Saturday, February 16, 2013


I have a number of letters written by one of the family who fought in the Civil War a long time ago. Tonight I thought I'd try to post some of the scans I made of them over Christmas. It may work. This was written to his sister fairly early in the war and comes from the first file of the letters. His unit was posted to a camp outside of Silver Spring, Tenn. Hopefully, the pages will embiggen if nudged. Wow, they look great on iPad.

Here is smooth copy of the letter. transcribed as he wrote it one hundred and fifty years ago,

                                                           Camp near Silver Springs Tenn.
                                                                        Nov 16th 1862
                                                                   Dear Sister
                                                                                                Emma I have got back to my tent just now from hearing a good sermon given by our Chaplain and having nothing else to do but read or write I concluded to write letter to you and give you some little account of what we have been doing for the last week and if you will send me a blank book I will keep a full account of all the important things I see or see during the rest of my time in the army which will be very interesting to look at in the future. We arrived at this camp about a week ago but did not do any thing until yesterday when we went on a reconnaissance to Lebanon, Tenn which about 11 miles a little south of east of this camp. We started from our camp at 9 in the morning and got into the town about 1 in the afternoon by fighting some of the rebs cavalry but none of our men was hurt. We destroyed the works in a large grist mill and left the town on road to camp but had not got far until we heard the women and children calling for us to come and put out the fire that the mill was burning with all the flour in it but we (the enemy) told them that it was not our intention to burn the mill but that scoundrel had set fire to it but that perhaps it was all the better for it to burn so we would not put it for them but if their husbands and sons and fathers and brothers would come home from the confederate army we would give them a chance to do so but we would not do so for the rebs might come and repare the mill again and use it which we did not want them to do. They then told the Gen to put a guard over the mill and not let the rebs use it. The reply of the Gen, was that it was not the intention of the commander of this army to leave troops at every town but to destroy what would do them any good and keep the army together, after making the above reply he gave the order forward and arriving at camp just 15 minutes after 12 P.M. I have heard cannonading for some time but I do not know who it is but it is off toward Murfreysburough Tenn which is 18 miles south of here. I am going to write to Ma this afternoon and will give her the rest of the knews. Give my respects to all and still will I be remaining your affectionate brother.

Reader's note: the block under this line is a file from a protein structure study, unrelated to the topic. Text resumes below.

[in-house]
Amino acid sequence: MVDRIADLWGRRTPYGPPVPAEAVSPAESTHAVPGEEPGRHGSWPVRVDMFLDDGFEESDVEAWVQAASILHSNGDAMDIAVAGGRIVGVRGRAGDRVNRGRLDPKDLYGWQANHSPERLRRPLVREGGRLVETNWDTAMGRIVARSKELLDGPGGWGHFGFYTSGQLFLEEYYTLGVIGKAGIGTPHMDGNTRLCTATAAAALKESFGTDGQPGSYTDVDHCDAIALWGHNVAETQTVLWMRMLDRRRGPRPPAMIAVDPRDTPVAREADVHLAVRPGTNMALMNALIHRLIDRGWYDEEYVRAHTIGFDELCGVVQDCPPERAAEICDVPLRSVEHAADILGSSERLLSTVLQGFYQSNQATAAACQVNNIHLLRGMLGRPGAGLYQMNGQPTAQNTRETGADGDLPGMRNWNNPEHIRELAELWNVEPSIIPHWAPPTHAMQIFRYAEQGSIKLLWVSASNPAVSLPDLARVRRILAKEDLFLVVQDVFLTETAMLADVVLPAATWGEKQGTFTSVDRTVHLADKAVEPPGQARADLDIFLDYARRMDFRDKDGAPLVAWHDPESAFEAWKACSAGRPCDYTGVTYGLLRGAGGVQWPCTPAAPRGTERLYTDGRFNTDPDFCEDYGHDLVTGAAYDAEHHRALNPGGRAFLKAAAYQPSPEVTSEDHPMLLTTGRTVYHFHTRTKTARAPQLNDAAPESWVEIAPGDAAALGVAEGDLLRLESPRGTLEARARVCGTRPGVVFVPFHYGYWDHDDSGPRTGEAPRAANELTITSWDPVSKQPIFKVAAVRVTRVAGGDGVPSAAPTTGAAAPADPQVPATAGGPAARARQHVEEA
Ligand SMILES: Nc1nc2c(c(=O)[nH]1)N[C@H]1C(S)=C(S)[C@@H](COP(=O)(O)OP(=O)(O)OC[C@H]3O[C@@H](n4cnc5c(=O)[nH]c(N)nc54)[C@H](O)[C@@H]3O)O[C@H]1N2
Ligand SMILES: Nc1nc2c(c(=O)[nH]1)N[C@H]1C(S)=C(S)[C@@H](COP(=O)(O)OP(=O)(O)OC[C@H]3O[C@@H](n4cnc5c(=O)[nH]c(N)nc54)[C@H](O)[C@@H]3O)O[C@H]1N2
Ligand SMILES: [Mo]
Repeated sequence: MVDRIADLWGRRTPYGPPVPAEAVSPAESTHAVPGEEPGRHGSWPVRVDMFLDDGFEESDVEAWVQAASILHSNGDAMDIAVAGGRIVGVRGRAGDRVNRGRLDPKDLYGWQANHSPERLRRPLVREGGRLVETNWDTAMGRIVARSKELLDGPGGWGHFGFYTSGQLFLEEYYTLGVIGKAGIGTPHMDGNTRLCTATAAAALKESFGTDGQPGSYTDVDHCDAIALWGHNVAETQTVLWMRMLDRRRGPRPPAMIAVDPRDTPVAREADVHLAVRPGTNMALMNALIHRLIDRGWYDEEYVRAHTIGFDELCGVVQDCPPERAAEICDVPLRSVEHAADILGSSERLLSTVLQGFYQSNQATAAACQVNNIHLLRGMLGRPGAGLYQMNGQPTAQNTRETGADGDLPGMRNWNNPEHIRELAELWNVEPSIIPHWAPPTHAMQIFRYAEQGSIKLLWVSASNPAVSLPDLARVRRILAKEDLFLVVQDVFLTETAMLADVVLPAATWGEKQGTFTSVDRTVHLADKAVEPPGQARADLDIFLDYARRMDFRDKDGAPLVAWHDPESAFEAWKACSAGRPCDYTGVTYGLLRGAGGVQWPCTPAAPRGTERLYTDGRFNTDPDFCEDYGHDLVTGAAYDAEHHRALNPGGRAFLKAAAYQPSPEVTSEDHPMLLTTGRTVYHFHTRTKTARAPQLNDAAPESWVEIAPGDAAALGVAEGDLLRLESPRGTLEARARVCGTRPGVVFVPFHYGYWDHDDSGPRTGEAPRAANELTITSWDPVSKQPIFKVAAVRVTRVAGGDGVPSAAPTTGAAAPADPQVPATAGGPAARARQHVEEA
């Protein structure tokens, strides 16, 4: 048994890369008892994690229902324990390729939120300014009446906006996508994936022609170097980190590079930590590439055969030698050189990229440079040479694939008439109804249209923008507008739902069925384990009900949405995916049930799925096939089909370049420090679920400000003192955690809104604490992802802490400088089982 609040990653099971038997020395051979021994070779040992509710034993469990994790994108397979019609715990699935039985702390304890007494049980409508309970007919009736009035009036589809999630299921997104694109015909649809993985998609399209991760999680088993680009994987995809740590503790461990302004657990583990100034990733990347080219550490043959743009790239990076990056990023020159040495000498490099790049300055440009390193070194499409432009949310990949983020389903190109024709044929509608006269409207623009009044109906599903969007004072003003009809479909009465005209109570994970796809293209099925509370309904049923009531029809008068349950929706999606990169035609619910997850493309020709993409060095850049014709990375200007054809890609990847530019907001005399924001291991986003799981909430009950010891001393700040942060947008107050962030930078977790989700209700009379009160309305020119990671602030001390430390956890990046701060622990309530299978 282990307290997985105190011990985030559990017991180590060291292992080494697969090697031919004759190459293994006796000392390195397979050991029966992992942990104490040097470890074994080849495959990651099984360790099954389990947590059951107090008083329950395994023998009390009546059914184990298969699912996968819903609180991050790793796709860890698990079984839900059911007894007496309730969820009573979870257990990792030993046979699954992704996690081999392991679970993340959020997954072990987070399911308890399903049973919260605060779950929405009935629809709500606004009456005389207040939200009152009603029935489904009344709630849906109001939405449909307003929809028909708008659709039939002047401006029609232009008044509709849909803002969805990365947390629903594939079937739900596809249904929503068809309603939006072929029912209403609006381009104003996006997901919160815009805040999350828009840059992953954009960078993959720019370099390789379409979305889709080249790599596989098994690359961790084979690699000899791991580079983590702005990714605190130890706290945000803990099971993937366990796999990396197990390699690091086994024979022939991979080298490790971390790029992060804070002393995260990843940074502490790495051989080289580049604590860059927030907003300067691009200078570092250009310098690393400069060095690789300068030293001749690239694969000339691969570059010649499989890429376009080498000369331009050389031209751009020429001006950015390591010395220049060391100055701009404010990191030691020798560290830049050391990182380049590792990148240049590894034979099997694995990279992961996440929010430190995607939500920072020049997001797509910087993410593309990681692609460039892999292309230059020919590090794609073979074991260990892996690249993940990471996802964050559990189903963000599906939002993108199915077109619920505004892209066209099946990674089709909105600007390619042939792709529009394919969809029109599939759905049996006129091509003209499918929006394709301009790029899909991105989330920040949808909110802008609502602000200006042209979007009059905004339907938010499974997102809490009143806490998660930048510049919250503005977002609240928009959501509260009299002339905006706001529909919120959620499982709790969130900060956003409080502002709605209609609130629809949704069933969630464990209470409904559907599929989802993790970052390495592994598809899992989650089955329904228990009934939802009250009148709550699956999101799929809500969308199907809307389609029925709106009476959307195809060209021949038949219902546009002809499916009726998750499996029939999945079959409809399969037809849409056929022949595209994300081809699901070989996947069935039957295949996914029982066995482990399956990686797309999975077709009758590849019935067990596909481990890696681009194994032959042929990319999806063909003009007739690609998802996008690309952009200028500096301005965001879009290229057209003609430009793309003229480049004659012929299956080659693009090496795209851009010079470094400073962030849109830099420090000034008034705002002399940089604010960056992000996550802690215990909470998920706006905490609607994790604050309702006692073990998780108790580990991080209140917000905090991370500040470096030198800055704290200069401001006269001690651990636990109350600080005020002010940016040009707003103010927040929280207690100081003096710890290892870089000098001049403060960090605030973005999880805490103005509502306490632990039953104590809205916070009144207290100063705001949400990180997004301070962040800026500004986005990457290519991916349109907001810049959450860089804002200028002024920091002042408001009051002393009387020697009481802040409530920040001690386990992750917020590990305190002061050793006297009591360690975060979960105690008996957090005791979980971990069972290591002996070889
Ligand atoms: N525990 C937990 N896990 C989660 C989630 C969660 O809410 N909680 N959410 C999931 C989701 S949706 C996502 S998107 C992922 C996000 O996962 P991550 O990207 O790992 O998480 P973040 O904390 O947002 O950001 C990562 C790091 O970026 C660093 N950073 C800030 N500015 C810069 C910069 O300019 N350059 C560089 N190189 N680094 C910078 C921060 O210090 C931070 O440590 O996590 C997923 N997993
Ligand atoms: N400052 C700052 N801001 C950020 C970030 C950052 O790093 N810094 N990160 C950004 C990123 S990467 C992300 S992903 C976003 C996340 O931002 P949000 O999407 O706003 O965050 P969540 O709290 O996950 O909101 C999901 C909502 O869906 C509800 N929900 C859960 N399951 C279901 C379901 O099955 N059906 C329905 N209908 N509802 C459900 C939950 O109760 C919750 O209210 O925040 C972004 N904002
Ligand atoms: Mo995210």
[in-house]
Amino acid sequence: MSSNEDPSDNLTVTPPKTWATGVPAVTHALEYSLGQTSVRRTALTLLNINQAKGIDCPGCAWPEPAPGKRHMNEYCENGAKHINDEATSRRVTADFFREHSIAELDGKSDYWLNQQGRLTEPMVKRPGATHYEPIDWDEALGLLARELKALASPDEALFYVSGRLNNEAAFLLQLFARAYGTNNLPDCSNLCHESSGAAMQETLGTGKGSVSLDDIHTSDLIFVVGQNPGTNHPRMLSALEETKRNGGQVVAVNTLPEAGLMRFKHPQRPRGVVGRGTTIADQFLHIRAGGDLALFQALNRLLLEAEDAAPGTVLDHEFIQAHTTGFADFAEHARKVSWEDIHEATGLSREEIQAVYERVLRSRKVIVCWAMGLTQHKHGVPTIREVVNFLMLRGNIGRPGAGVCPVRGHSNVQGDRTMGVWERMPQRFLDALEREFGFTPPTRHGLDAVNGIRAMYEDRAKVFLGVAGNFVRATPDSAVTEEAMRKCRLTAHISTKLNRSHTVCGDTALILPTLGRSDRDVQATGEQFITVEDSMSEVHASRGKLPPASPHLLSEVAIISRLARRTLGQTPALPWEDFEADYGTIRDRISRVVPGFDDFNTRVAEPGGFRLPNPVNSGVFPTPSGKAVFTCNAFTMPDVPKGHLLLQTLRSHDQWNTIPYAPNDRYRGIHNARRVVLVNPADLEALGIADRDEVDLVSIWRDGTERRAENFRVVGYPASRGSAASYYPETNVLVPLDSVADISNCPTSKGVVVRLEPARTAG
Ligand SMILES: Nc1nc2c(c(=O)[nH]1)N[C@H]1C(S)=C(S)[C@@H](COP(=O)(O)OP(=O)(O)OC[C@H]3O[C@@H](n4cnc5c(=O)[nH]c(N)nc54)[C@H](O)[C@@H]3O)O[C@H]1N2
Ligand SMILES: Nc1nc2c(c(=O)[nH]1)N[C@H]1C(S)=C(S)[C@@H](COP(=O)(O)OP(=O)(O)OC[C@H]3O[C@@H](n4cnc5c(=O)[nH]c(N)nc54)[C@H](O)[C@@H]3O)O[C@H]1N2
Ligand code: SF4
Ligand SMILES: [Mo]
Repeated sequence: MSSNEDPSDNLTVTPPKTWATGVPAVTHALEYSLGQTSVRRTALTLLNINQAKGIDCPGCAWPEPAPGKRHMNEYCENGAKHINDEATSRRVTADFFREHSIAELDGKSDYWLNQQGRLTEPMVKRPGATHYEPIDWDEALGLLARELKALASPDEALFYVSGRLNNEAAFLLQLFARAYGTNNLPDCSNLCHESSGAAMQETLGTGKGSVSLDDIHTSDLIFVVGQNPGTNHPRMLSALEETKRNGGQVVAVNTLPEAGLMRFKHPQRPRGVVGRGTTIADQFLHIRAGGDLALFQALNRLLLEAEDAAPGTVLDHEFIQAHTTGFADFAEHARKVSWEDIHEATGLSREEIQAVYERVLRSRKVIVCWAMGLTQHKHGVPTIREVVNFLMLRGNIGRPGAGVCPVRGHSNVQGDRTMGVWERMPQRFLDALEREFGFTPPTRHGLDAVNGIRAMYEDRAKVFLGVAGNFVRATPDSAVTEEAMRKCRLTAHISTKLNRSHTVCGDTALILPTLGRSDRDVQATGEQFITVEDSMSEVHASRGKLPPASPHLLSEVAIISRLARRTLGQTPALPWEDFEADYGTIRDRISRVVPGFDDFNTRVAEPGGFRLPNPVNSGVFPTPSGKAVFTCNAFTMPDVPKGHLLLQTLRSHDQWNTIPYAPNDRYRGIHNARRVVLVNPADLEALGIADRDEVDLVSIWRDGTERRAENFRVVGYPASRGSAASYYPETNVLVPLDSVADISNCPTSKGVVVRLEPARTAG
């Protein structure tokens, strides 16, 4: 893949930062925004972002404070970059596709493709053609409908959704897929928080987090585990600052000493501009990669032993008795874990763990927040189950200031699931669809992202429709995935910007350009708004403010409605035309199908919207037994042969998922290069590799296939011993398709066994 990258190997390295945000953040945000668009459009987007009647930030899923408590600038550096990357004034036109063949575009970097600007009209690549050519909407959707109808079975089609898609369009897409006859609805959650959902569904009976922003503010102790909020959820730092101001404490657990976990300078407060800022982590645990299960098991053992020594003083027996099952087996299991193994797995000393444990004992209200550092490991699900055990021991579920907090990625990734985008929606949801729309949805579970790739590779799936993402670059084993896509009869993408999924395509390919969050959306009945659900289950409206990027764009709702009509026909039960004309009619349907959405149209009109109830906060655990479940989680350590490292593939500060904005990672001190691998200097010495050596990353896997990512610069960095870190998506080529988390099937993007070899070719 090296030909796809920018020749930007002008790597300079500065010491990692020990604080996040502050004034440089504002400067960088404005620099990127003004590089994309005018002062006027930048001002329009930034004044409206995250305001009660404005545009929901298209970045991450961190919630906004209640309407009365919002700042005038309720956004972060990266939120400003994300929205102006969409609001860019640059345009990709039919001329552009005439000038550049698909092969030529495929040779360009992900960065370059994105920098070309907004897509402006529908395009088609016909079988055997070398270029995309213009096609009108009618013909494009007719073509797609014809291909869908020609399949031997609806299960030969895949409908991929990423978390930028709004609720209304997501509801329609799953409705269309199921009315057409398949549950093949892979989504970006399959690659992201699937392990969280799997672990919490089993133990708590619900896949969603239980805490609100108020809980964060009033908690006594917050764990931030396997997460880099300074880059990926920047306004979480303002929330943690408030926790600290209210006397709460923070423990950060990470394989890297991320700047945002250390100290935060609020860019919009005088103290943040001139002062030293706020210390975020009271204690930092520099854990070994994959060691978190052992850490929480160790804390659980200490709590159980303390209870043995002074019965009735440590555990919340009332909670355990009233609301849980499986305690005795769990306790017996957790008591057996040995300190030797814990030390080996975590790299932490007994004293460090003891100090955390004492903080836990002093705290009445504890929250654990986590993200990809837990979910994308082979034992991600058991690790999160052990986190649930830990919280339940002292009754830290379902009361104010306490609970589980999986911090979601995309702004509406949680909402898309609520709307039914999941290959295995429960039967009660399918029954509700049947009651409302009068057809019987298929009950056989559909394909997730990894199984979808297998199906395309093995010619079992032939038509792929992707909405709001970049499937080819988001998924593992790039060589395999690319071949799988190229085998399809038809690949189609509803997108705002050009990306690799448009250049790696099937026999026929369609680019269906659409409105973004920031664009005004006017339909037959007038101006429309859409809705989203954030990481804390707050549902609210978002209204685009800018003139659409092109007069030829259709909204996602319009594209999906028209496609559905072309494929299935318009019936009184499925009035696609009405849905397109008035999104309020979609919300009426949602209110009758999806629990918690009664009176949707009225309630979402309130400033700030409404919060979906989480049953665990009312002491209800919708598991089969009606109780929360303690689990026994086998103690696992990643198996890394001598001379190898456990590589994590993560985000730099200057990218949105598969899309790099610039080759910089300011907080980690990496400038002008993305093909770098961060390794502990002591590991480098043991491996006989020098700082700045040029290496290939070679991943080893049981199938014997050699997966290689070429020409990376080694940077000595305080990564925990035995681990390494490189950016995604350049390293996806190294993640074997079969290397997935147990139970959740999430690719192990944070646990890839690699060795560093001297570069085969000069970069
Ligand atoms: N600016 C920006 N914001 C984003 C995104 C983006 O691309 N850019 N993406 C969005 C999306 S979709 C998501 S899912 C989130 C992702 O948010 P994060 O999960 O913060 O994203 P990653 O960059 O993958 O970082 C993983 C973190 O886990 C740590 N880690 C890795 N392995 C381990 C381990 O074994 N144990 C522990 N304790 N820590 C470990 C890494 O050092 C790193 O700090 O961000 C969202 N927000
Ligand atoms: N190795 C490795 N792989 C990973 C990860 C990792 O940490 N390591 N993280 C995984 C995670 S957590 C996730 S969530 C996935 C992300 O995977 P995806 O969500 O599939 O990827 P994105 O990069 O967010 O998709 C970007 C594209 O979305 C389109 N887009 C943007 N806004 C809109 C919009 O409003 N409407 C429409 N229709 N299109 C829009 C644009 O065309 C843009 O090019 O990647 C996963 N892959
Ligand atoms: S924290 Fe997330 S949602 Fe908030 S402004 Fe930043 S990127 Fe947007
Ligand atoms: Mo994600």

Luther Beaver


Buck said...

MOST excellent!

Anne Bonney said...

I love these - preserving the history, preserving the thoughts - reaching back across time.